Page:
In February 2023, two cases were argued in front of the Supreme Court that could change how social media is used forever. The first case was Twitter v. Taamneh, in which SCOTUS is being asked to decide whether a social media company's general knowledge that terrorist content is on its site is enough to determine whether the company aided and abetted terrorist actions. This case challenges how Section 2333 of the Anti-Terrorism Act is currently being interpreted.
The second case, Gonzalez v. Google, challenges protections provided by Section 230 of the Communications Decency Act, one of the few laws that directly address free speech online. The case asks whether social media companies can be held liable for the information hosted on their sites and, more specifically, the information their algorithms recommend to users.
Decisions for both cases are expected to be handed down sometime during the summer of 2023. In advance of those announcements, Stacker spoke with expert Aaron Mackey of the Electronic Frontier Foundation and, consulting government sources, investigated how Supreme Court decisions and changes to Section 230 might impact social media companies, their users, and people's ability to disseminate sensitive information.
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"No provider or user of an interactive computer service shall be treated as the publisher or speaker of any information provided by another information content provider."
That sentence from Section 230 sums up the gist of the law, which was passed in 1996. Essentially, the host of a website online—be it a small blog or tech giant—cannot be held liable for the content published on that site by other people or entities. For example, if an individual posts a libelous comment on Facebook, that individual can be sued for libel, but Facebook's parent company, Meta, cannot.
Currently, this protection of information hosts allows for increased free speech online. Website hosts, such as social media companies, don't have to worry about being legally liable for their users' actions, giving users more leeway with the type of content they can post. This protects not only the ability for people to use social media as they please but, more consequentially, encourages the widespread sharing of important information that may be sensitive. This could include first-person accounts of protests, reporting about acts of terrorism, discussions about police brutality, and much more.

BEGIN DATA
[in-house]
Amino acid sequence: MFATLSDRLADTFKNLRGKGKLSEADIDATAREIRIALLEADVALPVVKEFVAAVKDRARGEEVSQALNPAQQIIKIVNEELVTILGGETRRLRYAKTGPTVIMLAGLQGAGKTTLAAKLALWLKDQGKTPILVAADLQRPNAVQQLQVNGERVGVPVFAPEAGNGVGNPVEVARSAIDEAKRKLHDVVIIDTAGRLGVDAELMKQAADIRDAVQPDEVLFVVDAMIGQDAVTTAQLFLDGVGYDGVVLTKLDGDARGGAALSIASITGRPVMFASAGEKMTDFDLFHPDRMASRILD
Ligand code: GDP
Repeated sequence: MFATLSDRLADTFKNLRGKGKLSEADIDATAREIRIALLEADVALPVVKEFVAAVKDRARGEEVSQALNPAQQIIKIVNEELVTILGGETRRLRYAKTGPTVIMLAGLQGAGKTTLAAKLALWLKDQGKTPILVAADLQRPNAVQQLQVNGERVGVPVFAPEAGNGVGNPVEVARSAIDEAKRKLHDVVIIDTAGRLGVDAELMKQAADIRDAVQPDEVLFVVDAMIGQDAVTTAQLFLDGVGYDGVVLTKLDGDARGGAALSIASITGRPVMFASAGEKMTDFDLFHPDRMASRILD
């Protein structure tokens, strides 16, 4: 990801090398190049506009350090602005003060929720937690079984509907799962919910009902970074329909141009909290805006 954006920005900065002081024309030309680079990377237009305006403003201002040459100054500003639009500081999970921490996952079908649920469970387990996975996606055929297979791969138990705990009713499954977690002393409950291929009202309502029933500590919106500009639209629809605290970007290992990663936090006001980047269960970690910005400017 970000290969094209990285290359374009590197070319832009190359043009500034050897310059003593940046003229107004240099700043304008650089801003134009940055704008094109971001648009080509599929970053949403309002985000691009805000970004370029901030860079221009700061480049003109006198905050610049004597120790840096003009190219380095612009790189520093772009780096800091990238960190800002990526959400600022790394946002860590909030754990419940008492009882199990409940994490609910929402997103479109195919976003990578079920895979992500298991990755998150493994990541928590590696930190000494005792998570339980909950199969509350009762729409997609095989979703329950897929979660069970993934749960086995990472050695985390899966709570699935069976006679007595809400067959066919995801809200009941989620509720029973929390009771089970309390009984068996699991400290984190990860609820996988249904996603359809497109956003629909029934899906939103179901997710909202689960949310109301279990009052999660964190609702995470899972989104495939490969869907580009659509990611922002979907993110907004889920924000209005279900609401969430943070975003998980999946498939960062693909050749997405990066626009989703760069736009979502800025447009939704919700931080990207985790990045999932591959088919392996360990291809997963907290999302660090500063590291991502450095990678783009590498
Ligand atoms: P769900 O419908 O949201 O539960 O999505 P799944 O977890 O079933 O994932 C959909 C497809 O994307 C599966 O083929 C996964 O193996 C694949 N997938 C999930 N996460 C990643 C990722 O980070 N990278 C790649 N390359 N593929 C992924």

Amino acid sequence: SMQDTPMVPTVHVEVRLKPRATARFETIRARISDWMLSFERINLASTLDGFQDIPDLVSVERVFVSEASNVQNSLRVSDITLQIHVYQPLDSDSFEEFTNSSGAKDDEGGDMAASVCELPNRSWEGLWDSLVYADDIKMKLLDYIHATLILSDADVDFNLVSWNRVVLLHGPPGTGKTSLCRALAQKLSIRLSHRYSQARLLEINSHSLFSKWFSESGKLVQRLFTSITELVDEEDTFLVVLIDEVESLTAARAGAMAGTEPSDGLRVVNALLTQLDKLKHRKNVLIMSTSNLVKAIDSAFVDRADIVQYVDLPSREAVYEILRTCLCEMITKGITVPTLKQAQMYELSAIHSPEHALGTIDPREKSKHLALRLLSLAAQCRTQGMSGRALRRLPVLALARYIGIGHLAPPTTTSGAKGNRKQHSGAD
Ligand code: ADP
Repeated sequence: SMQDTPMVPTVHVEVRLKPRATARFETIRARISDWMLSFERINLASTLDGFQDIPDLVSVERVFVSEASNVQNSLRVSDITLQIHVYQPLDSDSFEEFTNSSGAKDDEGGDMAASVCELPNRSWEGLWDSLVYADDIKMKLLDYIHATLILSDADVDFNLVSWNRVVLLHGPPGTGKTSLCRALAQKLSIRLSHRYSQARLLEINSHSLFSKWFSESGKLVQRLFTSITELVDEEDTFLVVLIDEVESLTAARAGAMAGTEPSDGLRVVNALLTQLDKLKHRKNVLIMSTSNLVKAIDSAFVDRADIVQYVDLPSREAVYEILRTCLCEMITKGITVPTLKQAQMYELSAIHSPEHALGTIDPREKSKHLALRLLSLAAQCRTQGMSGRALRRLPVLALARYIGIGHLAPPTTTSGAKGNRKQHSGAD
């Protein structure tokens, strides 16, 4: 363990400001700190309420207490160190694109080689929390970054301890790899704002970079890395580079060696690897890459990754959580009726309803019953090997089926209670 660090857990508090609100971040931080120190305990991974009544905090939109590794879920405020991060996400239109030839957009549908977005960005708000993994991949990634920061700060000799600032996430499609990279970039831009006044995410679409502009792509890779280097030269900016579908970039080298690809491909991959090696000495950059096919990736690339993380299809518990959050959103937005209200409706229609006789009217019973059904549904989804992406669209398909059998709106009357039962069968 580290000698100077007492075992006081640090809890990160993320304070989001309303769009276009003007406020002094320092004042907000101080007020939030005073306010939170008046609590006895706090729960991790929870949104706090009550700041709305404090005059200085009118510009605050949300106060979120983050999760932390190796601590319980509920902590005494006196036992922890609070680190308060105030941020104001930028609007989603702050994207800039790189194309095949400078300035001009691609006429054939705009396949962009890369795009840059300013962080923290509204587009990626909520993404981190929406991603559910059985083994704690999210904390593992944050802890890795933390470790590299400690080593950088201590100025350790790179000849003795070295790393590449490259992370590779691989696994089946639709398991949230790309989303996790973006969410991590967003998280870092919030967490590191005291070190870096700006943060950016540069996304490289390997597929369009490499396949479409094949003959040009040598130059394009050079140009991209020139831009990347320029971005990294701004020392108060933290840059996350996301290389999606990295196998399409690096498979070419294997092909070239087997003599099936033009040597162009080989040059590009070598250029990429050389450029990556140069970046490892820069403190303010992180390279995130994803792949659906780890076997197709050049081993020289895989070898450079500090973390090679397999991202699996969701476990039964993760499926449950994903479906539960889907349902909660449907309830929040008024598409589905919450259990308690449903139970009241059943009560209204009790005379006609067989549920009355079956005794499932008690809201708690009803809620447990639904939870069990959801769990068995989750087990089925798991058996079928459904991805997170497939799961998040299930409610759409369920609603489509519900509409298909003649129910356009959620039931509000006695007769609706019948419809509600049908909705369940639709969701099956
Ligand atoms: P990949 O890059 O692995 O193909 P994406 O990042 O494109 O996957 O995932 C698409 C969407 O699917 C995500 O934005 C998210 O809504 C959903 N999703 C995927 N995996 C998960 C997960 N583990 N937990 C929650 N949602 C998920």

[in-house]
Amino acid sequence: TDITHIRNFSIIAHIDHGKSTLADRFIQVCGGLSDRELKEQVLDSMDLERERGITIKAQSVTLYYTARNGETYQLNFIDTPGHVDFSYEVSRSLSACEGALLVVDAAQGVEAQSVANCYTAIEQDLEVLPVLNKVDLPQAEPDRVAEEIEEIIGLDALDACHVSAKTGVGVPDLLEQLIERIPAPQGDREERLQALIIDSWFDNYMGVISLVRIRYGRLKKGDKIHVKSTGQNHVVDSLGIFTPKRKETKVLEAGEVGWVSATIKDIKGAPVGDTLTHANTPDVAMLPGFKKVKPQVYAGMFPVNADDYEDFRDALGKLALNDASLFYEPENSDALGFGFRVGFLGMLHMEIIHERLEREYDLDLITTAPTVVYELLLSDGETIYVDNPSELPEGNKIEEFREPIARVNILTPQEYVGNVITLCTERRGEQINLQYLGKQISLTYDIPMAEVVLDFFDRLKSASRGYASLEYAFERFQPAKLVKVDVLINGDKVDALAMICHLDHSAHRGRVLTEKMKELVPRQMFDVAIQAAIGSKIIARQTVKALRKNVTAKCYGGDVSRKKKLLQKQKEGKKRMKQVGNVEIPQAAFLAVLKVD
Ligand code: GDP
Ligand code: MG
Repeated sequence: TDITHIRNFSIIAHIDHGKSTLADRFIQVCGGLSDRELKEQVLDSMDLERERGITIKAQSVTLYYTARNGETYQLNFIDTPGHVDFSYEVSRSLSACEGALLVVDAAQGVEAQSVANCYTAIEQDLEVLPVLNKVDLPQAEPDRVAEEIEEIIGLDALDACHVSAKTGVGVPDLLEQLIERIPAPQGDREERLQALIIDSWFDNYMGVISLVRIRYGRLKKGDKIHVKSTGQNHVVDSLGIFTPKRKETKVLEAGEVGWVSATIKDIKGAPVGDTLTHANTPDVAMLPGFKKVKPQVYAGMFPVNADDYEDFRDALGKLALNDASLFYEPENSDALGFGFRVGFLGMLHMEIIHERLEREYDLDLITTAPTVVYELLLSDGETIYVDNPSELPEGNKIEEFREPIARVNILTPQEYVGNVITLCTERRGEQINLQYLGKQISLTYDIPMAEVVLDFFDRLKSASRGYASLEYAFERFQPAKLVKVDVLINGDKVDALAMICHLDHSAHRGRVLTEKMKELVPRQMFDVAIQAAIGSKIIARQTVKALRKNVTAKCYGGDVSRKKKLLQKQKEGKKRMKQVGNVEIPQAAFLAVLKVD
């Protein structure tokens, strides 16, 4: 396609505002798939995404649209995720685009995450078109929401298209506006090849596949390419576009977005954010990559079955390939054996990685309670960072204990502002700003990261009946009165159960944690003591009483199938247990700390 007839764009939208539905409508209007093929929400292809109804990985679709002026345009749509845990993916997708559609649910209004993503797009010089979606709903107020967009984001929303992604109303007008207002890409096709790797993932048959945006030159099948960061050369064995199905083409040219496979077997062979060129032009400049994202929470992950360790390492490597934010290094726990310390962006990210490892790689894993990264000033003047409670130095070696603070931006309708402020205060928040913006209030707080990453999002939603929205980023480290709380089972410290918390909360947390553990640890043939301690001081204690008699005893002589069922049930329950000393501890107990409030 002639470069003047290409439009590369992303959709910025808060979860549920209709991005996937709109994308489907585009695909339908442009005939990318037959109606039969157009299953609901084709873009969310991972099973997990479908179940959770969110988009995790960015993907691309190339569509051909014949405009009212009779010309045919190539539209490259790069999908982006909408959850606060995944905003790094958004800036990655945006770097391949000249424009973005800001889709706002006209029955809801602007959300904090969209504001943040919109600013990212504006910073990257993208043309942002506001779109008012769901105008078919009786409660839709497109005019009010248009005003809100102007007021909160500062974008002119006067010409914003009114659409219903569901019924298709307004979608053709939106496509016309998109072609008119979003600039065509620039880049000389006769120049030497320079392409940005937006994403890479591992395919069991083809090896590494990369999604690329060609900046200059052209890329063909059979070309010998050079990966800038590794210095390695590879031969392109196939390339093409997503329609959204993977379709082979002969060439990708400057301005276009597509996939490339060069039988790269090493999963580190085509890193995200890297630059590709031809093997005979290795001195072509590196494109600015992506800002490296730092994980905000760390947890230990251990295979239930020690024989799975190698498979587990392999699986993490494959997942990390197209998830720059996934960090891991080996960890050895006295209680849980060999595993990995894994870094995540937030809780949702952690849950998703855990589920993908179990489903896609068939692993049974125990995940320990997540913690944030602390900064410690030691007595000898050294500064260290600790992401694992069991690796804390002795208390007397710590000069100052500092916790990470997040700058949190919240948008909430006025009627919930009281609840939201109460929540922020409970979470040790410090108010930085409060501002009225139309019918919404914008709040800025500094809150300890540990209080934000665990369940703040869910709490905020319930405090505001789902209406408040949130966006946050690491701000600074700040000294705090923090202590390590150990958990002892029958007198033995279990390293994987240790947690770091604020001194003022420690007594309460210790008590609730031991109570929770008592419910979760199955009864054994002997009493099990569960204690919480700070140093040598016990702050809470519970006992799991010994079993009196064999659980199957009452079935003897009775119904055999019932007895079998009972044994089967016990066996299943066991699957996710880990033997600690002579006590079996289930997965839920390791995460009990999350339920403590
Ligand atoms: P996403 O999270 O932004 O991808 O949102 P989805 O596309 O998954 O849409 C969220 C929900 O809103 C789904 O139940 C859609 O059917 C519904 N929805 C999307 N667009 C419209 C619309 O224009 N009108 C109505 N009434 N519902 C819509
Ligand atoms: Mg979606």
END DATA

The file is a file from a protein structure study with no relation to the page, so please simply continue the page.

EFF's Aaron Mackey did not mince words on the swiftness and surety of the immediate impact, telling Stacker, "The rules of the internet will be written by lawyers concerned about liability, rather than by the platforms trying to provide diverse and new ways to allow users to create content."
This shift in perspective, as well as legal bearing, concerning content curation could have widespread impacts on the end-user experience. According to Mackey, this might include more posts being taken down, increased content warnings or flags, delays in posts becoming public so they can be reviewed in-depth, and a large share of the type of content that currently lives on social media not being allowed at all.
If protections for social media companies wane, they will likely change their moderation tactics to filter out any information that may cause a lawsuit. As a result, it may become harder to share information about sensitive topics.
As Mackey explained: "[We're] talking about specifically news events, journalism, basic sharing of real-world, horrible things that have happened. We're talking about the ability of human rights organizations to document atrocities because all of those could be construed as … distributing the speech of a terrorist organization or otherwise aiding and abetting [instead of] having their message come across that someone is reflecting and documenting the reality of the fact that there are terrorist organizations in our world and that they commit horrible acts of terror."
Though it's impossible to know the exact outcome of a decision before it is made, Mackey explained that the liability for content may fall on the moderators of specific groups on sites like Reddit and Mastodon. In response to Elon Musk's purchase of Twitter, many users have migrated to such platforms to build their communities outside of Twitter's volatility, causing an unexpected burst of growth. However, because these platforms are not centralized, moderators receive no training or compensation for their work.
Moreover, in the wake of decreased protections, these moderators could be sued if inappropriate or potentially dangerous content was found on their servers. "What are the incentives to even continue being a moderator for Reddit or to spin up a server on Mastodon?" Mackey posited. "I think there are legitimate questions about whether someone will feel like it's worth their risk to do that without taking steps and having resources that make [the platforms] look more like a centralized, large-scale platform."